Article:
Fighting between sects
JEFFREY BROWN: So tell us about this latest dispute. What set it off? And it is, in fact, not just one militia, but it sounds like it's several Shiite militias fighting each other?
JAMES HIDER: Well, it's extremely complex, because the Mahdi Army that has been fighting its way into these police stations and destroying them is beholden to Muqtada al-Sadr, who's the cleric who fought the Americans in two major battles in 2004.
But the police force are mostly from the Badr Brigade. Now, they're a militia which is run by the Supreme Council for the Islamic Revolution in Iraq. Now, both the Sadrists and the Supreme Council are the major blocs in the government of Nouri al-Maliki. If either one withdrew, the government would collapse, and the political process would effectively come to an end. So it's an extremely difficult situation to resolve.
But what happened was, on Wednesday, a roadside bomb killed Qassim al-Tamimi, who is the Badr head of the police intelligence. He was killed by a roadside bomb. The Badr core believed that the Mahdi Army was responsible for his death, so they kidnapped the brother of the Mahdi Army commander in the area.
And the Mahdi Army basically said, "You have to give him back, or we'll come to get you." And there was no resolution to that, so hundreds of fighters came into Amarah. They took over the police station. The police fled. The police stations were destroyed.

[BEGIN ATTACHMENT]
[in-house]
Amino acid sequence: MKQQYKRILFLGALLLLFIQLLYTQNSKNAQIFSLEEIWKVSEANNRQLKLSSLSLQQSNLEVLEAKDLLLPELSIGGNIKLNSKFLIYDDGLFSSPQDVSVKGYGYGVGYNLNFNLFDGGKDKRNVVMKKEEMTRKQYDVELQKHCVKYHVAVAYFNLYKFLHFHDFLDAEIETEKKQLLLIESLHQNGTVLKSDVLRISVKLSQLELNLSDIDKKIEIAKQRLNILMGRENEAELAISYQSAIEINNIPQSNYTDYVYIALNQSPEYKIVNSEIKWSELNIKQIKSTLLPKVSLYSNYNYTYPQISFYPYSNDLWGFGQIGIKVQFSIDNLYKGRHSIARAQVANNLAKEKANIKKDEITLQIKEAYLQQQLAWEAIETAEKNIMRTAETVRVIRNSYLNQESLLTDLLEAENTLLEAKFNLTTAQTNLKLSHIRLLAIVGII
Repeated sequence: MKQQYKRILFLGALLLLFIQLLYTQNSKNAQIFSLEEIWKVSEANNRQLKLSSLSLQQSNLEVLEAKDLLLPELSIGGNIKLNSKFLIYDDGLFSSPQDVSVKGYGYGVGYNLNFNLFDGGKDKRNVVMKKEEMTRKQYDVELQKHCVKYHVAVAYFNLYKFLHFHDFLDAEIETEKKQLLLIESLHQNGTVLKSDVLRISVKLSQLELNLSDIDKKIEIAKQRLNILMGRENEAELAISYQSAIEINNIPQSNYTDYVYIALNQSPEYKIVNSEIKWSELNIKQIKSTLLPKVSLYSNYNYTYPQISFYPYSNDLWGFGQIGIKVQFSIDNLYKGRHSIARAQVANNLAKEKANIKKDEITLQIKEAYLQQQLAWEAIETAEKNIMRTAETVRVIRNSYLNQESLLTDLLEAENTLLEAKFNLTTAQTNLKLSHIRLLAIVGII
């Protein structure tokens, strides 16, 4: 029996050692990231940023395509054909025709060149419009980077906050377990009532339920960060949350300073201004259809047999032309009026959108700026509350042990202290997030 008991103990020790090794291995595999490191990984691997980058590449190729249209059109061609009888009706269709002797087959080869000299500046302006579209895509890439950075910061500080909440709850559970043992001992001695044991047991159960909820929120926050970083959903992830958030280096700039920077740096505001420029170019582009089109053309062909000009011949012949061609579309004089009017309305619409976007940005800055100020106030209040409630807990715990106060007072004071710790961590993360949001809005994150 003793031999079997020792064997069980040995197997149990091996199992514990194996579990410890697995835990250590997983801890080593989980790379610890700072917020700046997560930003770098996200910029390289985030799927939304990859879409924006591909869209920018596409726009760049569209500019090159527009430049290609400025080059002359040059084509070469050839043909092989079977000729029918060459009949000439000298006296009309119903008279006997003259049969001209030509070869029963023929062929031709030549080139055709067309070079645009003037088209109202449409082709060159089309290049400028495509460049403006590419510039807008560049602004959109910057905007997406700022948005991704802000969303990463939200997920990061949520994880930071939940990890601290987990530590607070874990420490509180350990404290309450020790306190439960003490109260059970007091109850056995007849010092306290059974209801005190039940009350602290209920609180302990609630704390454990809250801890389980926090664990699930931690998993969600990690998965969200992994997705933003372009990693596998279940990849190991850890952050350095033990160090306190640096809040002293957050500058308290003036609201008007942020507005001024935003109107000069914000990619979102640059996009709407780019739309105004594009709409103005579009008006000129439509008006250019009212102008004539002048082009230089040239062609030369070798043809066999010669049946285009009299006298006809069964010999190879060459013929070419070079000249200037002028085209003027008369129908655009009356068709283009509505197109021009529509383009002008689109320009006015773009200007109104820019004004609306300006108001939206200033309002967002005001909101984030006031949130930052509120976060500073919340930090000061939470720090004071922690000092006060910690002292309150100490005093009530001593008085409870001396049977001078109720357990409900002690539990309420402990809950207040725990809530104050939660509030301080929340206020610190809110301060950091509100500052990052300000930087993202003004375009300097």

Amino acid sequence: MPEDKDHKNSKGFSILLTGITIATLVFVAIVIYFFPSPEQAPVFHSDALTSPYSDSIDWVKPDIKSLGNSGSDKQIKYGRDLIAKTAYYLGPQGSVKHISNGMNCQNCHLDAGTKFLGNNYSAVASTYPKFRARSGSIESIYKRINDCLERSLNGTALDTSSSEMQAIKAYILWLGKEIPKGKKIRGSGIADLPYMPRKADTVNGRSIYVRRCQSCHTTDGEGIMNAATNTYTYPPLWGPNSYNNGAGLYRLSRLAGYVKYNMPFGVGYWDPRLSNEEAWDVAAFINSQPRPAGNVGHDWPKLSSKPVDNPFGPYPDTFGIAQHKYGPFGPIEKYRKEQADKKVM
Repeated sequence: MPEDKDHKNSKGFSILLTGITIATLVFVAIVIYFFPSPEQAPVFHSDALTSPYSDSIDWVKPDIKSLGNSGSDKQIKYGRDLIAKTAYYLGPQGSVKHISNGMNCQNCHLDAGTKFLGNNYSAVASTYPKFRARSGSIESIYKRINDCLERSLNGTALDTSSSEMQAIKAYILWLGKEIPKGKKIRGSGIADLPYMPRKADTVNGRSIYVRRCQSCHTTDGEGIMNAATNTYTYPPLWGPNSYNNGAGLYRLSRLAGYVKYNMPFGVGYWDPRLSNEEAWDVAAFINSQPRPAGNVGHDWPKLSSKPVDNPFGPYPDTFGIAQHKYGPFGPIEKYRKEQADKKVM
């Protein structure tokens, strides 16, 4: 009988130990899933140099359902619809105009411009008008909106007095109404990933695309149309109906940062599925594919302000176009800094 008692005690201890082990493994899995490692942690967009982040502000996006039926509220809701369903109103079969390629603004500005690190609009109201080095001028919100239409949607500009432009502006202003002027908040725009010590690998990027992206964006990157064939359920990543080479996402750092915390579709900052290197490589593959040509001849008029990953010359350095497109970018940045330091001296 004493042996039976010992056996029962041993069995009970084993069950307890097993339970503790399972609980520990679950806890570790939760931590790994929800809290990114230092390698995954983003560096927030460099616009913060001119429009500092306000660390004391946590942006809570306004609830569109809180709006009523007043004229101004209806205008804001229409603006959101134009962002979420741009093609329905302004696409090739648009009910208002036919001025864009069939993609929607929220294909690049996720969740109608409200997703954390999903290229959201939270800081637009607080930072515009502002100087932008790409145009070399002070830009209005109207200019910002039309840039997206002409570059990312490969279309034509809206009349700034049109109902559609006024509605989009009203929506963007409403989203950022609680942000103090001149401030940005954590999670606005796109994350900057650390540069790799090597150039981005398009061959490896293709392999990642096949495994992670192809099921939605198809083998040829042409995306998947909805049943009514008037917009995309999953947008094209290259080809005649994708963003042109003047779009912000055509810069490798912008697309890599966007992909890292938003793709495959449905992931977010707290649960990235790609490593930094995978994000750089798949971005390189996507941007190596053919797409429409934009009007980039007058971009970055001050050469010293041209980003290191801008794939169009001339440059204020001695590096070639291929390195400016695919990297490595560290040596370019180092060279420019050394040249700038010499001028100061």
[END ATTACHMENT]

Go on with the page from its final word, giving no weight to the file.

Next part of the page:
We're hearing varying accounts whether they were just burned. Some people say that explosives were put in the police stations and they were flattened. And then fighting broke out across the city and, for a while there, the Mahdi Army did appear to be in control.
British troops may enter Basra
JEFFREY BROWN: There have been reports that British forces are standing by to perhaps go back in. What do you know about that, and who would make that decision?
JAMES HIDER: I spoke to the British army spokesman in Basra this afternoon. He said that they were putting together a force in Basra to go in. This would be about 500 men with the helicopters. He said that they were waiting for the Iraqi army to call for help explicitly; that call hasn't come yet.
It does appear that the Iraqi forces have managed to restore some semblance of order in Amarah at the moment, but the British forces are there. They're waiting for the word to go in. That would be extremely difficult.